UPHE Press Conference on Air Pollution

On Wednesday, UPHE held a press conference summarizing the most important research on air pollution and health published for the past year, 2019. Read the full report. The Deseret News did a good job of covering the press conference. Below are the highlights from the events and a clip for the Deseret News coverage:

1. Air pollution kills 1,000 to 2,000 Utah residents every year, from at least nine different causes of death. Shortens life span in Utah an average of two years, some as much as five years.

2. Costs to the economy are between $2 billion and $7.4 billion.

3. Because cleaner air has such a profound benefit to brain function, classroom air purifiers are the most cost effective way of improving public education–more cost effective than hiring more teachers to reduce class size 30%.

4. Extremely small increases in ozone damage lung tissue and function as much as smoking does. Just 3 ppb increase in ozone exposure over ten years caused as much lung damage as smoking a pack a day of cigarettes for 29 years.

5. Particulate pollution provokes disease by contaminating all major organs, like the heart, lungs, brain, kidneys, blood vessels, and placenta. For example, between 2 billion and 22 billion nanoparticles have been found embedded in human hearts, per gram of heart tissue, even in asymptomatic young adults, even in children.

6. 99% of air pollution deaths occur where the air pollution meets the EPA’s standards. All air pollution matters.

7. Cleaning up the air has almost immediate health benefits.

Utah Physicians for a Healthy Environment presented “truly alarming” findings Wednesday regarding the hazards of air pollution and its widespread impact on public health, including heightened coronavirus mortality rates.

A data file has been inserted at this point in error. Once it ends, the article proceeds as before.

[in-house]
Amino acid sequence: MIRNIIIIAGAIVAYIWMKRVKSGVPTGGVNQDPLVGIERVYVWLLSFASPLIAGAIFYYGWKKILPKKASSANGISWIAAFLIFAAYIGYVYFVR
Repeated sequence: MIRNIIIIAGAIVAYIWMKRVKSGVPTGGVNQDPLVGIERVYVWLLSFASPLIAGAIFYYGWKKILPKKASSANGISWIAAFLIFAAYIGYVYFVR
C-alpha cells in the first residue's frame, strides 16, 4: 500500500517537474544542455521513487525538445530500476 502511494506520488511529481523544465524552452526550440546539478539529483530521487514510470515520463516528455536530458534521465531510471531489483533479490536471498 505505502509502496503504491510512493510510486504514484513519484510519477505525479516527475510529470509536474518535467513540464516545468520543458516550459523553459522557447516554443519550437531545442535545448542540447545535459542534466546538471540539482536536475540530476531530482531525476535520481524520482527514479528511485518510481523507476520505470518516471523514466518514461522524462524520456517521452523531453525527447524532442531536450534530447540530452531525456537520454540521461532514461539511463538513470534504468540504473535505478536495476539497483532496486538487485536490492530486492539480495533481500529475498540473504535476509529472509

Physicians combed through nearly 100 health studies from 2019 to compile an understanding of air pollution’s impacts particularly in Utah, which they delivered at the state Capitol.

According to Dr. Brian Moench, founder and president of Utah Physicians for a Healthy Environment, results of several “well-respected studies were truly alarming.” Their results, coupled with the findings of thousands of other studies, make Utah’s air pollution a “public health emergency,” he said.

“Air pollution is the fifth-leading risk factor for death worldwide. It can harm any organ in the body, it can penetrate any cell in the body,” Moench said. “Air pollution is a danger to everyone’s health, but some people are more susceptible than others.” He listed genetics, socioeconomics, race and ethnicity as examples.

Read full article, Utah Physicians for a Healthy Environment present ‘alarming’ air pollution findings, by the Deseret News here.